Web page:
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# Python Language Square root: math.sqrt() and cmath.sqrt

## Example

The `math` module contains the `math.sqrt()`-function that can compute the square root of any number (that can be converted to a `float`) and the result will always be a `float`:

``````import math

math.sqrt(9)                # 3.0
math.sqrt(11.11)            # 3.3331666624997918
math.sqrt(Decimal('6.25'))  # 2.5
``````

The `math.sqrt()` function raises a `ValueError` if the result would be `complex`:

``````math.sqrt(-10)
``````

ValueError: math domain error

`math.sqrt(x)` is faster than `math.pow(x, 0.5)` or `x ** 0.5` but the precision of the results is the same. The `cmath` module is extremely similar to the `math` module, except for the fact it can compute complex numbers and all of its results are in the form of a + bi. It can also use `.sqrt()`:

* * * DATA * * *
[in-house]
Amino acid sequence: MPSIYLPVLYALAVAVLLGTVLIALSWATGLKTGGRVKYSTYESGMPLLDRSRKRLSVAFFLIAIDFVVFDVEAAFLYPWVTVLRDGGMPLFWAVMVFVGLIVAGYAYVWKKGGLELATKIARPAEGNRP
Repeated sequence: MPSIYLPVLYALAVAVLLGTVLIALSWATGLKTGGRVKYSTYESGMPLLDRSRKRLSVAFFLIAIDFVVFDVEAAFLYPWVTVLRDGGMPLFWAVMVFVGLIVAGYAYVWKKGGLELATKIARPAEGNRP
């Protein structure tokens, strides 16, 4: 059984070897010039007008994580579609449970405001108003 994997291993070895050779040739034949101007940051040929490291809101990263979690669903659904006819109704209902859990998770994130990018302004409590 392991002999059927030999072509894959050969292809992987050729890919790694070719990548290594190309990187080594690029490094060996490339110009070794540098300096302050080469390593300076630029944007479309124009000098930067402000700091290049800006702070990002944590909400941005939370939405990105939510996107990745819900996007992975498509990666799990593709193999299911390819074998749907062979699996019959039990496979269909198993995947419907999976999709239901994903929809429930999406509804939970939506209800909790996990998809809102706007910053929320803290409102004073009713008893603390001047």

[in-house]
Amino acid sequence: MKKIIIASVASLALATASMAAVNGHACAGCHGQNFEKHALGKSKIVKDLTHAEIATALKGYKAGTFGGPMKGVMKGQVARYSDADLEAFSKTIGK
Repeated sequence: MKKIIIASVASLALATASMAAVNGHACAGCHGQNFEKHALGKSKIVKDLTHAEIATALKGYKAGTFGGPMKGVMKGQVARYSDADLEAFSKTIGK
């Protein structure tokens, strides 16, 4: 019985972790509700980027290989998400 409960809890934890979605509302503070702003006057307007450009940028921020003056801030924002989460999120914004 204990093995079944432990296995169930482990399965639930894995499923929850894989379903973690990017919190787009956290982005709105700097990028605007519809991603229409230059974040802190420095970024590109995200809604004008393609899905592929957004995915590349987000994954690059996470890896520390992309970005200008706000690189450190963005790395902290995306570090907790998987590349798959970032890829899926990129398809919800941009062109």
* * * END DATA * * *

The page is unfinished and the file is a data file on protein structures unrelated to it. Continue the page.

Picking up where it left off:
``````import cmath

cmath.sqrt(4)  # 2+0j
cmath.sqrt(-4) # 2j
``````

What's with the `j`? `j` is the equivalent to the square root of -1. All numbers can be put into the form a + bi, or in this case, a + bj. `a` is the real part of the number like the 2 in `2+0j`. Since it has no imaginary part, `b` is 0. `b` represents part of the imaginary part of the number like the 2 in `2j`. Since there is no real part in this, `2j` can also be written as `0 + 2j`. PDF - Download Python Language for free